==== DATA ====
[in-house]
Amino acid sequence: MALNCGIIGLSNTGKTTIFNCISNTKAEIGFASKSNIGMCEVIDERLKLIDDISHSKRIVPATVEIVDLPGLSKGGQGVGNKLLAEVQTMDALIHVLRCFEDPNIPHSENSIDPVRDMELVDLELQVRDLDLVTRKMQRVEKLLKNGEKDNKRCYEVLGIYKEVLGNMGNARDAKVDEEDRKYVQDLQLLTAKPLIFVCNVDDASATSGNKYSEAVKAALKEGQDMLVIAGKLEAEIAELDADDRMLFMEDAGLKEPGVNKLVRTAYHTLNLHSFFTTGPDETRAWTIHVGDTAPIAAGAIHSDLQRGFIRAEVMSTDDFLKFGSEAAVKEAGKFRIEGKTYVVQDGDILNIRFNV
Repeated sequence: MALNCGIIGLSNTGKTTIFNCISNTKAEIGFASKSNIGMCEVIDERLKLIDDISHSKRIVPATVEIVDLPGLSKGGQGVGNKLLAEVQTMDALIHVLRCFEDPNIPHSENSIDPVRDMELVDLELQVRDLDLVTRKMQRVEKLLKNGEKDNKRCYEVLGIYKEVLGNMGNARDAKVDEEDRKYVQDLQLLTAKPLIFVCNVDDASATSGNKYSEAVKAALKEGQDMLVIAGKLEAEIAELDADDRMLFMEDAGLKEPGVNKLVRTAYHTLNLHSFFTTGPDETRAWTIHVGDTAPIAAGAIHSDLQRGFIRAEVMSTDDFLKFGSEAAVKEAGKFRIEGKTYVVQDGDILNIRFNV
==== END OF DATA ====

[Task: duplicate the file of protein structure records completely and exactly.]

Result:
[in-house]
Amino acid sequence: MALNCGIIGLSNTGKTTIFNCISNTKAEIGFASKSNIGMCEVIDERLKLIDDISHSKRIVPATVEIVDLPGLSKGGQGVGNKLLAEVQTMDALIHVLRCFEDPNIPHSENSIDPVRDMELVDLELQVRDLDLVTRKMQRVEKLLKNGEKDNKRCYEVLGIYKEVLGNMGNARDAKVDEEDRKYVQDLQLLTAKPLIFVCNVDDASATSGNKYSEAVKAALKEGQDMLVIAGKLEAEIAELDADDRMLFMEDAGLKEPGVNKLVRTAYHTLNLHSFFTTGPDETRAWTIHVGDTAPIAAGAIHSDLQRGFIRAEVMSTDDFLKFGSEAAVKEAGKFRIEGKTYVVQDGDILNIRFNV
Repeated sequence: MALNCGIIGLSNTGKTTIFNCISNTKAEIGFASKSNIGMCEVIDERLKLIDDISHSKRIVPATVEIVDLPGLSKGGQGVGNKLLAEVQTMDALIHVLRCFEDPNIPHSENSIDPVRDMELVDLELQVRDLDLVTRKMQRVEKLLKNGEKDNKRCYEVLGIYKEVLGNMGNARDAKVDEEDRKYVQDLQLLTAKPLIFVCNVDDASATSGNKYSEAVKAALKEGQDMLVIAGKLEAEIAELDADDRMLFMEDAGLKEPGVNKLVRTAYHTLNLHSFFTTGPDETRAWTIHVGDTAPIAAGAIHSDLQRGFIRAEVMSTDDFLKFGSEAAVKEAGKFRIEGKTYVVQDGDILNIRFNV